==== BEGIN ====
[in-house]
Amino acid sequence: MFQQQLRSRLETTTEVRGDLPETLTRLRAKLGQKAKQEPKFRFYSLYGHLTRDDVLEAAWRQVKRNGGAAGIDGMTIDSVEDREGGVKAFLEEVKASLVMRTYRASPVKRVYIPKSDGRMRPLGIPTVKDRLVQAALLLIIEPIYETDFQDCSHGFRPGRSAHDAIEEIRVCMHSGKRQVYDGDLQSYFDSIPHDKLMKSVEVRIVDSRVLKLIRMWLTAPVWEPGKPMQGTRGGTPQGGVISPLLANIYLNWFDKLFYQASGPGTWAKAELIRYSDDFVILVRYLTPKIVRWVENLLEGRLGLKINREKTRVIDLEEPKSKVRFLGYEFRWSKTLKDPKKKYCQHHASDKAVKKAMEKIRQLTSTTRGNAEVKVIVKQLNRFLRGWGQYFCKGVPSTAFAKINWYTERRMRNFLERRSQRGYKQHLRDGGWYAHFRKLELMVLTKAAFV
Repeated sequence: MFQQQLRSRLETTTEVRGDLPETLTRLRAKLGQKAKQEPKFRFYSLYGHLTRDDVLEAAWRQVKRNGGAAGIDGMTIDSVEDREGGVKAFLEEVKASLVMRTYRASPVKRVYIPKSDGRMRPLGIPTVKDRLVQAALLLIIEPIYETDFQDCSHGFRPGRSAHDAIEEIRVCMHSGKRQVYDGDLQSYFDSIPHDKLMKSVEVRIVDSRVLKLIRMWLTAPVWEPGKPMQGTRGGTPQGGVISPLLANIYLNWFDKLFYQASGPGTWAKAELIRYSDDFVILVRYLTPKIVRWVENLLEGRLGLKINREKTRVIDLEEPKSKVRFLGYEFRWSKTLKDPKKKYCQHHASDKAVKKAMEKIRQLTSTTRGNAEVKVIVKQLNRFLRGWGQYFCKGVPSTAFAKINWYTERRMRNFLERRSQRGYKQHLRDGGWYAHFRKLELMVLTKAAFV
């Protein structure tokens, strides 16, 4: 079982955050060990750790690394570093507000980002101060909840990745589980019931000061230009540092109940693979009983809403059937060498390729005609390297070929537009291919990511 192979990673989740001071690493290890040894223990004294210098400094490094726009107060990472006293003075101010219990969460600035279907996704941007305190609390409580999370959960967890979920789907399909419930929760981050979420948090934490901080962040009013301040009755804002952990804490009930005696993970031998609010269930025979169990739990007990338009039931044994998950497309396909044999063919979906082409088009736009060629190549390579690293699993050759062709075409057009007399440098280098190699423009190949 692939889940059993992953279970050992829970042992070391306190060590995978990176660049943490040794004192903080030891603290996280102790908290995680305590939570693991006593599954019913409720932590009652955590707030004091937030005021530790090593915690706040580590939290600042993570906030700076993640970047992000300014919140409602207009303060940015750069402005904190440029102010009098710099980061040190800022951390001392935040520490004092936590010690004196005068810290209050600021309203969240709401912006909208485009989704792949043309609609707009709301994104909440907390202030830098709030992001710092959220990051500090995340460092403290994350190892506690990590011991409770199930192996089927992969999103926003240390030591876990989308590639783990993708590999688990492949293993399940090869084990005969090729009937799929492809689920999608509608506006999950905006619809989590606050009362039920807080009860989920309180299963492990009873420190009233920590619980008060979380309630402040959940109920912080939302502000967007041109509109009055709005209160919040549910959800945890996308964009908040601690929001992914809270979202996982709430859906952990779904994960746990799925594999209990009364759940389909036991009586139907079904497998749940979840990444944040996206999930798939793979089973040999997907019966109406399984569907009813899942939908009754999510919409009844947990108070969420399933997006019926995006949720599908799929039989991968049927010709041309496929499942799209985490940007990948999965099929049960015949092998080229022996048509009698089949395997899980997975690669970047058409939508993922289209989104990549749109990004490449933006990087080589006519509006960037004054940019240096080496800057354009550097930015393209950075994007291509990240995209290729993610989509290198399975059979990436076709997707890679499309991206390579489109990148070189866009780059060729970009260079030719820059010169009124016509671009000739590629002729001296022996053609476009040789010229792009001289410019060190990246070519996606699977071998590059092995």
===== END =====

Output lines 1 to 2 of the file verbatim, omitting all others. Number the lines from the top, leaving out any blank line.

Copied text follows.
[in-house]
Amino acid sequence: MFQQQLRSRLETTTEVRGDLPETLTRLRAKLGQKAKQEPKFRFYSLYGHLTRDDVLEAAWRQVKRNGGAAGIDGMTIDSVEDREGGVKAFLEEVKASLVMRTYRASPVKRVYIPKSDGRMRPLGIPTVKDRLVQAALLLIIEPIYETDFQDCSHGFRPGRSAHDAIEEIRVCMHSGKRQVYDGDLQSYFDSIPHDKLMKSVEVRIVDSRVLKLIRMWLTAPVWEPGKPMQGTRGGTPQGGVISPLLANIYLNWFDKLFYQASGPGTWAKAELIRYSDDFVILVRYLTPKIVRWVENLLEGRLGLKINREKTRVIDLEEPKSKVRFLGYEFRWSKTLKDPKKKYCQHHASDKAVKKAMEKIRQLTSTTRGNAEVKVIVKQLNRFLRGWGQYFCKGVPSTAFAKINWYTERRMRNFLERRSQRGYKQHLRDGGWYAHFRKLELMVLTKAAFV